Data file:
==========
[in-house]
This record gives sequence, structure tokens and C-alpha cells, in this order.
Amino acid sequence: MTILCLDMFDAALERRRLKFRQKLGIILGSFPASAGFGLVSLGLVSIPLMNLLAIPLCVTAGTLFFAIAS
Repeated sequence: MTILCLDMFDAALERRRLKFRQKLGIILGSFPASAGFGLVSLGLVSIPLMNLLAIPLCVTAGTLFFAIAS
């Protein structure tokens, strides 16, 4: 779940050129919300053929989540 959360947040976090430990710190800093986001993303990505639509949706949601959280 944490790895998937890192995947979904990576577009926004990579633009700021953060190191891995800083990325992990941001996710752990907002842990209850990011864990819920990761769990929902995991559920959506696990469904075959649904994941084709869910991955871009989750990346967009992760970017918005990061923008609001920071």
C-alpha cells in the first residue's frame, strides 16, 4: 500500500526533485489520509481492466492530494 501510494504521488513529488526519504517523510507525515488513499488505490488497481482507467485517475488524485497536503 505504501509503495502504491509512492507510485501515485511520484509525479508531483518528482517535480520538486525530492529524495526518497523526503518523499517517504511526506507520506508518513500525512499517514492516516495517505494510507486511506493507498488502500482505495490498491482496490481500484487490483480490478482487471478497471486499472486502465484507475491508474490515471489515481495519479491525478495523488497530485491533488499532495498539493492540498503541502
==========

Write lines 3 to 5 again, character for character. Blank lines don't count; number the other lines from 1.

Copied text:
Amino acid sequence: MTILCLDMFDAALERRRLKFRQKLGIILGSFPASAGFGLVSLGLVSIPLMNLLAIPLCVTAGTLFFAIAS
Repeated sequence: MTILCLDMFDAALERRRLKFRQKLGIILGSFPASAGFGLVSLGLVSIPLMNLLAIPLCVTAGTLFFAIAS
């Protein structure tokens, strides 16, 4: 779940050129919300053929989540 959360947040976090430990710190800093986001993303990505639509949706949601959280 944490790895998937890192995947979904990576577009926004990579633009700021953060190191891995800083990325992990941001996710752990907002842990209850990011864990819920990761769990929902995991559920959506696990469904075959649904994941084709869910991955871009989750990346967009992760970017918005990061923008609001920071």